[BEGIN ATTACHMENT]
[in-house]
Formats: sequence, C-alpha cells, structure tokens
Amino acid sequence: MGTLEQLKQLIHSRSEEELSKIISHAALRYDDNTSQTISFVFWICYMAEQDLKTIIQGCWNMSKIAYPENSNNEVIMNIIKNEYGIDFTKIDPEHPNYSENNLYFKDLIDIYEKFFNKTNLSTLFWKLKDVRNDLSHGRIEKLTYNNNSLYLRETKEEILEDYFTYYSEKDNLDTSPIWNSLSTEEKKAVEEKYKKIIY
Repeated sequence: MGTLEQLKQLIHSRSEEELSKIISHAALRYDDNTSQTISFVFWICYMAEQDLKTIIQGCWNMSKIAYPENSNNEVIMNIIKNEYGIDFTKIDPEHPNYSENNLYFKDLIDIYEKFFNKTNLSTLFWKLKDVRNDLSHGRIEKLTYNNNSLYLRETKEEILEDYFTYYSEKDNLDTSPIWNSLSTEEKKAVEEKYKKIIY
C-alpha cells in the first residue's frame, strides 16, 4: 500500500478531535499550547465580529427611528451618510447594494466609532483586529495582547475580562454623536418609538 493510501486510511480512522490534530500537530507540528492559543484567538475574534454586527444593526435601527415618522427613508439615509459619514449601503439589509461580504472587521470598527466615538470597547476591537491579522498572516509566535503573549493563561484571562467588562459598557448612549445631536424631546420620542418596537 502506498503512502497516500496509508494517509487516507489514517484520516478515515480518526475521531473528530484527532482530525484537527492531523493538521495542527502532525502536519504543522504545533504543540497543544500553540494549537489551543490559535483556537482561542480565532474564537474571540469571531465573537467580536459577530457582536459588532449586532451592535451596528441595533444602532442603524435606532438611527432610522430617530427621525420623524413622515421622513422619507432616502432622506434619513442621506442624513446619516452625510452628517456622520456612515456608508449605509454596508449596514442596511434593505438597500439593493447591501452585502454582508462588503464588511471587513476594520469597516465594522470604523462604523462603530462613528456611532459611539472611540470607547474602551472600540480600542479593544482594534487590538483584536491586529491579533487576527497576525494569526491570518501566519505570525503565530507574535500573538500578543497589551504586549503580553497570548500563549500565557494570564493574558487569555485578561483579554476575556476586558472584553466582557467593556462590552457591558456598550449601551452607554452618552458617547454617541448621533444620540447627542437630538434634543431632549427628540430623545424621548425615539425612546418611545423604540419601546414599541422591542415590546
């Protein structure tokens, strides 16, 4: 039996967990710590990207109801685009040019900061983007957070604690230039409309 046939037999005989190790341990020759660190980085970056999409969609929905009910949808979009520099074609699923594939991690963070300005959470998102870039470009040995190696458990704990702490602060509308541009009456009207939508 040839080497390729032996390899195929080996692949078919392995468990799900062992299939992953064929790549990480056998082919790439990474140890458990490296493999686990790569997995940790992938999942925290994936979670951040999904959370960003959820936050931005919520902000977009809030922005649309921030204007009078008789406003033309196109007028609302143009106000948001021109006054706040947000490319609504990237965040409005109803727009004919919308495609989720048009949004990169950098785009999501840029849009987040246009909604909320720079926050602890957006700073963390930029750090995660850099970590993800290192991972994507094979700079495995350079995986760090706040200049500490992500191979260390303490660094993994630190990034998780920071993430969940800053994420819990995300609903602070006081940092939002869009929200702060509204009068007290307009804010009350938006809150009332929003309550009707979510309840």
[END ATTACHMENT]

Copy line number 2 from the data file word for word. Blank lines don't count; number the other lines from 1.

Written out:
Formats: sequence, C-alpha cells, structure tokens